From 1943 - 1950 Bill states he produced eighty different illustrations for AUTOCAR ( I have found about 27). His works were the first color illustrations used by AUTOCAR in their ad campaigns and were done by Bill on a tissue layout and then in opaque watercolors -- similar to today's acrylics. Sadly, those pieces of work became the property of AUTOCAR or the ad agency. One of the few mementos Bill has of this period is a photo AUTOCAR sent him of a truck with him in it, that is what he did the picture of himself from. He is standing next to an orange AUTOCAR in a suit and fedora. That picture is shown at the beginning of this piece.

Artist's Statement:
Bill Campbell is both a realistic and abstract painter, experimenting with dimension, texture, and color, evolving to non-objective painting.

Selected Collections:
- National Museum of American Art, Washington DC
- The American College, Bryn Mawr PA
- Bryn Athyn College, Bryn Athyn PA
- University of Delaware, Newark DE
- Harcum College, Bryn Mawr PA
- Duke University Museum of Art, Durham NC
- Ursinus College, Collegeville PA
- Fellowship of The Pennsylvania Academy, Philadelphia
- Independence Seaport Museum, Philadelphia
- Woodmere Museum of Art, Philadelphia
- The Plastic Club, Philadelphia
- The Philadelphia Sketch Club
- McCann School of Art, Petersburg, PA
- Jefferson University and Hospital, Philadelphia

Selected Solo Exhibitions:
- 60 Years of Abstract Art, Raab Gallery, Philadelphia PA
- The Plastic Club
- The Philadelphia Sketch Club
- Woodmere Art Museum
- Philadelphia Art Alliance
- "Bill Campbell at 90," Hand Impressions Gallery, Philadelphia, 2005

Selected Group Exhibitions:
- Woodmere Art Museum, Philadelphia PA
- Berman Museum., Ursinus College, Collegeville PA
- American College, Bryn Mawr PA
- National Academy of Design, New York NY
- National Arts Club, New York NY
- Philadelphia Watercolor Annual, The Pennsylvania Academy of the Fine Arts, Philadelphia PA

- The Plastic Club - Gold Medal - Philadelphia PA
- The Philadelphia Sketch Club - Mackenzie Medal - Philadelphia PA
- Acrylic Society, New York, NY - 1984 and 1985
- Charles Frith Award of the Fellowship of the Pennsylvania Academy, 2008

Professional Activity:
- Pennsylvania Railroad, Philadelphia: Art Director
- Who Was Who in American Art, 1564-1975
- 400 Years of Artists in America
- Who's Who in American Art
- A founder of the Main Point, Bryn Mawr, PA, 1963-1970
- Curated 9 exhibitions, 1982 to 1997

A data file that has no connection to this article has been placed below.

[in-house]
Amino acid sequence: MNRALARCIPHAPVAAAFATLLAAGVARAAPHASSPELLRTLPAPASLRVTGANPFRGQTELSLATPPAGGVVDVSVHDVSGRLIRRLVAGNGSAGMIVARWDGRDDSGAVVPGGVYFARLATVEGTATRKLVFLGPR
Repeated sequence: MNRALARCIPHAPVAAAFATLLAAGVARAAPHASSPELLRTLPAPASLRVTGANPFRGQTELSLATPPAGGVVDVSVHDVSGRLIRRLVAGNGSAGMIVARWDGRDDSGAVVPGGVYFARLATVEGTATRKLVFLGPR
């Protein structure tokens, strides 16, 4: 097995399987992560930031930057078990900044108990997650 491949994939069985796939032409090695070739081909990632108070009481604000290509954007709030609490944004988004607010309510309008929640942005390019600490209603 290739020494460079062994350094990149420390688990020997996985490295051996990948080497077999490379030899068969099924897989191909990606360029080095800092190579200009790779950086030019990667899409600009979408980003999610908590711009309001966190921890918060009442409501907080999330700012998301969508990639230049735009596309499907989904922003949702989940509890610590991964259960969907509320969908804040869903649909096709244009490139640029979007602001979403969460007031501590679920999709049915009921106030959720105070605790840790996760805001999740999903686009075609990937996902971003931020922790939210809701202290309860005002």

Selected Teaching Experience:
- The University of the Arts, Philadelphia PA: 1972-90
- Moore College of Art and Design, Philadelphia PA
- Philadelphia College of Art (University of the Arts), Philadelphia PA
- Philadelphia Sketch Club, Philadelphia PA

- La France Art Institute, Philadelphia PA
- Fleisher Art Memorial, Philadelphia PA
- Philadelphia College of Art (University of the Arts), Philadelphia PA
- University of Pennsylvania, Philadelphia PA
- Earl Horter's Summer School, Rockport MA

But sadly, his AUTOCAR pieces are harder to find as the old magazines from the 40's become more scarce.

My thanks to Bruce Bentzman and William Campbell for providing the information in this post!!!

And here for your enjoyment -- The AUTOCAR TRUCKS of WILLIAM H. CAMPBELL --

Also want to add these sent to me 6/2/12 by the artist himself --

1943 Color Poster -- RARE -- Tankers Aweigh

Also from 1943 ---

Sunday, April 22, 2012

More Brockways --- The trucks of Barney & Dickenson, Vestal, New York

     I found out about this amazing collection of old Brockways through a post on THE BROCKWAY TRUCKS MESSAGE BOARD, and could not resist the opportunity to go down the road to Vestal, New York to photograph the collection myself.  And so after a call to BARNEY & DICKENSON to gain access to where these great old Husky's a resting, I set our date for 4/13/12 -- Friday the 13th.

     It was to be the best Friday the 13th ever -- more about that in a latter post. So here for your viewing pleasure are not only the photos I took, but also some photos found on the net showing those Brockways in their hay day ----

    What a great day!!!!

Thursday, April 12, 2012

The Chief Lines Trucking Company

      I received another of those wonderful emails in response, well sort of, to one of my posts. Here it is --

"Anonymous has left a new comment on your post "A LOST MOMENT IN TRUCKING HISTORY -- NAVAJO Freigh...":

Hi...Great pics...somehow I got here looking for information on a large sign I acquired. It says "THE CHIEF LINES" just copy no logo. Can't tell if this was a trucking or bus line operator...the type or graphics are very early...30's 40's.
Appreciate any info if possible, thanks, Don Sayrizi."

      Of course, this email had sparked my interest --- What is this "THE CHIEF LINES" all about? A quick search on the internet returned very little information. Did this sign have something to do with rail service, was is connected somehow to the Santa Fe "CHIEF"?  Was it some sort of bus service, also possibly connected to the Sana Fe? Or, was it some unknown trucking company ( I liked this option )?

      I sent Don a request for a picture of his "sign" and got back the following --

     Hmmm, I thought, this looks  like it came from the side of a truck. So how come I can't find any info. on this company? Well actually this company is fully known as THE CHIEF FREIGHT LINES COMPANY, but even with that information I could find very little information about the company. The following is quoted from Fred Gruin's site on HANK'S -----